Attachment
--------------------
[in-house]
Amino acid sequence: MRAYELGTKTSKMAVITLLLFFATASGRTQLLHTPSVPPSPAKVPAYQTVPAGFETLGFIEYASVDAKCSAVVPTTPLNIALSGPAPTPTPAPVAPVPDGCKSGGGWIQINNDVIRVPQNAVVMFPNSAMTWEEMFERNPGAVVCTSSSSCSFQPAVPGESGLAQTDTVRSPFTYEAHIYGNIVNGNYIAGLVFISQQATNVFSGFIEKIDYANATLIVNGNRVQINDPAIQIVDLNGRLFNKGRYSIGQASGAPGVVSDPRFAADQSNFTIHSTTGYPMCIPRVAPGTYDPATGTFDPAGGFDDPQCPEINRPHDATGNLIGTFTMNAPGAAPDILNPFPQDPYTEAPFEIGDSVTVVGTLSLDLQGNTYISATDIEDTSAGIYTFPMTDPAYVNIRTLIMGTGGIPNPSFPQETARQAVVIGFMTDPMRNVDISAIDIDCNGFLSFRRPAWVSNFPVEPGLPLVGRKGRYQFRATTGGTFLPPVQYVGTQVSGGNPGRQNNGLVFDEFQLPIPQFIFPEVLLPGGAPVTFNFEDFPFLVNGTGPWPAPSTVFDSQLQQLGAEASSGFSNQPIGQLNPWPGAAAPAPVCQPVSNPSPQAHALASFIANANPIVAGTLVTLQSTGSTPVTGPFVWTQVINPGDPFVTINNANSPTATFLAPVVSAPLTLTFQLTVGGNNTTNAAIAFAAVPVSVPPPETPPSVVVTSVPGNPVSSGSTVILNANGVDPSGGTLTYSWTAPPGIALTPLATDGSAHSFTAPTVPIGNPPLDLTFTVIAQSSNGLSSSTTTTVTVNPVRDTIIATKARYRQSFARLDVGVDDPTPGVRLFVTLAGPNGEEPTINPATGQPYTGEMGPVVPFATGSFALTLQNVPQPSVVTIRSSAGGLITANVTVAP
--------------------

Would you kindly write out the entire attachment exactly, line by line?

[in-house]
Amino acid sequence: MRAYELGTKTSKMAVITLLLFFATASGRTQLLHTPSVPPSPAKVPAYQTVPAGFETLGFIEYASVDAKCSAVVPTTPLNIALSGPAPTPTPAPVAPVPDGCKSGGGWIQINNDVIRVPQNAVVMFPNSAMTWEEMFERNPGAVVCTSSSSCSFQPAVPGESGLAQTDTVRSPFTYEAHIYGNIVNGNYIAGLVFISQQATNVFSGFIEKIDYANATLIVNGNRVQINDPAIQIVDLNGRLFNKGRYSIGQASGAPGVVSDPRFAADQSNFTIHSTTGYPMCIPRVAPGTYDPATGTFDPAGGFDDPQCPEINRPHDATGNLIGTFTMNAPGAAPDILNPFPQDPYTEAPFEIGDSVTVVGTLSLDLQGNTYISATDIEDTSAGIYTFPMTDPAYVNIRTLIMGTGGIPNPSFPQETARQAVVIGFMTDPMRNVDISAIDIDCNGFLSFRRPAWVSNFPVEPGLPLVGRKGRYQFRATTGGTFLPPVQYVGTQVSGGNPGRQNNGLVFDEFQLPIPQFIFPEVLLPGGAPVTFNFEDFPFLVNGTGPWPAPSTVFDSQLQQLGAEASSGFSNQPIGQLNPWPGAAAPAPVCQPVSNPSPQAHALASFIANANPIVAGTLVTLQSTGSTPVTGPFVWTQVINPGDPFVTINNANSPTATFLAPVVSAPLTLTFQLTVGGNNTTNAAIAFAAVPVSVPPPETPPSVVVTSVPGNPVSSGSTVILNANGVDPSGGTLTYSWTAPPGIALTPLATDGSAHSFTAPTVPIGNPPLDLTFTVIAQSSNGLSSSTTTTVTVNPVRDTIIATKARYRQSFARLDVGVDDPTPGVRLFVTLAGPNGEEPTINPATGQPYTGEMGPVVPFATGSFALTLQNVPQPSVVTIRSSAGGLITANVTVAP